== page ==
Industry News for 11/2018
umati (universal machine tool interface) moves one step ahead towards becoming a generally accepted standard. VDW, the German Machine Tool Builders’ Association and the OPC Foundation establish a so-called joint working group. Interested parties are cordially invited to participate with immediate effect.
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Many headlines today allude to a skills gap in manufacturing, referring to a lack of skilled labor needed to fill rapidly expanding employment opportunities in the manufacturing industry. After all, U.S. manufacturing added 327,000 jobs in the past year, pushing the industry to its best annual job gain in more than 20 years. When manufacturing companies collaborate with schools to show students that manufacturing is not just a viable career path but a rewarding and lucrative one as well, we all benefit.
The manpowered shop floor of the past is being replaced by smart manufacturing facilities where tech-savvy workers, aided by intelligent robots, are creating the products and services of the future. As Microsoft Cloud and Enterprise approaches 2019, it's looking ahead to the trends that will define intelligent manufacturing, as well as help empower clients to better evaluate and manage operations, build innovative products and services and grow manufacturing businesses.
Materials scientists at Duke University and UC San Diego have discovered a new class of carbides expected to be among the hardest materials with the highest melting points in existence. Made from inexpensive metals, the new materials may soon find use in a wide range of industries from machinery and hardware to aerospace.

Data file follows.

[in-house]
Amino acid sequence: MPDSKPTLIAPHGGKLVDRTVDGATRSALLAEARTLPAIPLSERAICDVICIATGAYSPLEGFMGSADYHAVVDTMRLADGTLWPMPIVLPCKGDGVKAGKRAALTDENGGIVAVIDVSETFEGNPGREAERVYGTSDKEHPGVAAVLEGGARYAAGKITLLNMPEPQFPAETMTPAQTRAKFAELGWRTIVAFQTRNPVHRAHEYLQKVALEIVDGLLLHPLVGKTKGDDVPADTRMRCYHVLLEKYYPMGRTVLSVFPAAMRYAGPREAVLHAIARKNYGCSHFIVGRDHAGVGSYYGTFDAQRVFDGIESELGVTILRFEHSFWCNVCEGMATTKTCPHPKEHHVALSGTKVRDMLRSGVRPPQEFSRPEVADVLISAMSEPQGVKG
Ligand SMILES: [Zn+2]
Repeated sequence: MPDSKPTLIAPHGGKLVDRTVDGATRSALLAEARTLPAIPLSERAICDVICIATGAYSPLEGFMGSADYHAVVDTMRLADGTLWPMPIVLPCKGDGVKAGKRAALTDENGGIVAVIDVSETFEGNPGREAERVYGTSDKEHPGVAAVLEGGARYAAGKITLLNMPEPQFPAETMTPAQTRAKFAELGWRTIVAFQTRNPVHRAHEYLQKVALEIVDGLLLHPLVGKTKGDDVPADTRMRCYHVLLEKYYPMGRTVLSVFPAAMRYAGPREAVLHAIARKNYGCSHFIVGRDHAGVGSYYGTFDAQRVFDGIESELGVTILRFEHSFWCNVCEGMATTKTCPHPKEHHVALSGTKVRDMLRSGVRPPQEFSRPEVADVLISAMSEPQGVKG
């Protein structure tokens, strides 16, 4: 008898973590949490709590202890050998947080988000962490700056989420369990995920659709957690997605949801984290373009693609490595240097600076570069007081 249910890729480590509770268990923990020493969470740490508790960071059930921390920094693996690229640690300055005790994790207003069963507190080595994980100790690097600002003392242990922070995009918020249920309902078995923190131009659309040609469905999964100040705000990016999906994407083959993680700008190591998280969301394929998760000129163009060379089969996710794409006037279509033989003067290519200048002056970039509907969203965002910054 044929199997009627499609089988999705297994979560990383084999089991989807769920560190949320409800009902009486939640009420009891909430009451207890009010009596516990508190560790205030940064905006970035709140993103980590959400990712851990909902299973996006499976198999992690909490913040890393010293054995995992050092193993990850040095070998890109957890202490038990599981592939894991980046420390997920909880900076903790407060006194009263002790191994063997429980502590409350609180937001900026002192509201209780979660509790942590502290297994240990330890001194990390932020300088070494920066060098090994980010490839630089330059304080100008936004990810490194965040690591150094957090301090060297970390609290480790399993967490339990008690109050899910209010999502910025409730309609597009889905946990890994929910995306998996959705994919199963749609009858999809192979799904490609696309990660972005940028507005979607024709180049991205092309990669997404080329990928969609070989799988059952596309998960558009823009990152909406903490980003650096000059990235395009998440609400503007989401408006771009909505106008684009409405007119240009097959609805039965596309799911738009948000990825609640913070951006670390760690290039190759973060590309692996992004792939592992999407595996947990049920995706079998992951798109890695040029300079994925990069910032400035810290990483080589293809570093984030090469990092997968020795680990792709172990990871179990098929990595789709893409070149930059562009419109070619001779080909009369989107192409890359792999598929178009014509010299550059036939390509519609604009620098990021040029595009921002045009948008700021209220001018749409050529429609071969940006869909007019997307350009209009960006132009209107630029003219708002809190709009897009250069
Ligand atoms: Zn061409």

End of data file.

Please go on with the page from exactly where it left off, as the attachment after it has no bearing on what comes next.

Since 2006, sales of vinyl records have been increasing steadily. No one is happier than Pheenix Alpha. Working from its original 20th century blueprints for a vinyl record press, the company is starting to manufacture an updated version of the press with 21st century bells and whistles.
“Nation longs for one more day with dying manufacturing sector.” That headline, published in 2014 by the satirical website The Onion, anticipated both President Donald Trump’s fears and the retorts he gets from his critics. He campaigned on a promise to bring back jobs in manufacturing after decades of decline. To people who see the future of the U.S. economy in services, these promises seemed backward. When he was head of the National Economic Council, Gary Cohn reportedly asked Trump which he would prefer: sitting in a nice air-conditioned office or standing on his feet all day. In 2018, it looks as if the president is winning the day.
Precision grinding results in the material removal of metals of all kinds and crystalline materials of all kinds, i.e. glass, quartz, ceramic, ferrite, abrasives, stone and other materials that cannot be machined with conventional cutting tools. These materials are too hard, abrasive, and require dimensions, tolerances and surface finishes otherwise not achieved easily or cost effectively with any other method.
Sometimes manufacturing can feel like a battle between David and Goliath. But in the era of automation, think Industry 4.0, manufacturers are discovering the advantages to being smaller. Automation technology has leveled the playing field and now smaller means nimble, niche and, for the first time, heading in the same direction as the big guys.